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Awesome Exoplanet Imager Begins Hunt for Alien Worlds

This infrared image shows the dust ring around the nearby star HR 4796A in the s

This infrared image shows the dust ring around the nearby star HR 4796A in the southern constellation of Centaurus.

A new instrument attached to one of the most powerful telescopes in the world has been switched on and acquired its ‘first light’ images of alien star systems and Saturn’s moon Titan.

The Spectro-Polarimetric High-contrast Exoplanet REsearch (or SPHIRES) instrument has been recently installed at the ESO’s Very Large Telescope’s already impressive suite of sophisticated instrumentation. The VLT is located in the ultra-dry high-altitude climes of the Atacama Desert in Chile.

In the observation above, an ‘Eye of Sauron‘-like dust ring surrounding the star HR 4796A in the southern constellation of Centaurus, a testament to the sheer power of the multiple technique SPHIRES will use to acquire precision views of directly-imaged exoplanets.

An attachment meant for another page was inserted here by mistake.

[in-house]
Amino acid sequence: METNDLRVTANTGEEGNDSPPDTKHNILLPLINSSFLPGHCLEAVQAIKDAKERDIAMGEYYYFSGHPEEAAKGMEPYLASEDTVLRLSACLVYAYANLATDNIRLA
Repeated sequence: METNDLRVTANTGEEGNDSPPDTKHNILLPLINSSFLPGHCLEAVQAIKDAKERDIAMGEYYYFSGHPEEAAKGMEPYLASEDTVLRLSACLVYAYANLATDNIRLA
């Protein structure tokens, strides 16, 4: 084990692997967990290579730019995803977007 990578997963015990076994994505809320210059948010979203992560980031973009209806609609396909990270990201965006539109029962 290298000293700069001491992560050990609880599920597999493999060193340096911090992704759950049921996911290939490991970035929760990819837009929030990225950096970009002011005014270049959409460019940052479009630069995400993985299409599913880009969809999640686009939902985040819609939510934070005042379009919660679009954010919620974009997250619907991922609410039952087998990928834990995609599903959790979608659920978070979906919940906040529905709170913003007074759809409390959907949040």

The biggest problem with trying to directly image a world orbiting close to its parent star is that of glare; stars are many magnitudes brighter that the reflected light from its orbiting exoplanet, so how the heck are you supposed to gain enough contrast between the bright star and exoplanet to resolve the two? The SPHIRES instrument is using a combination of three sophisticated techniques to remove a star’s glare and zero-in on its exoplanetary targets.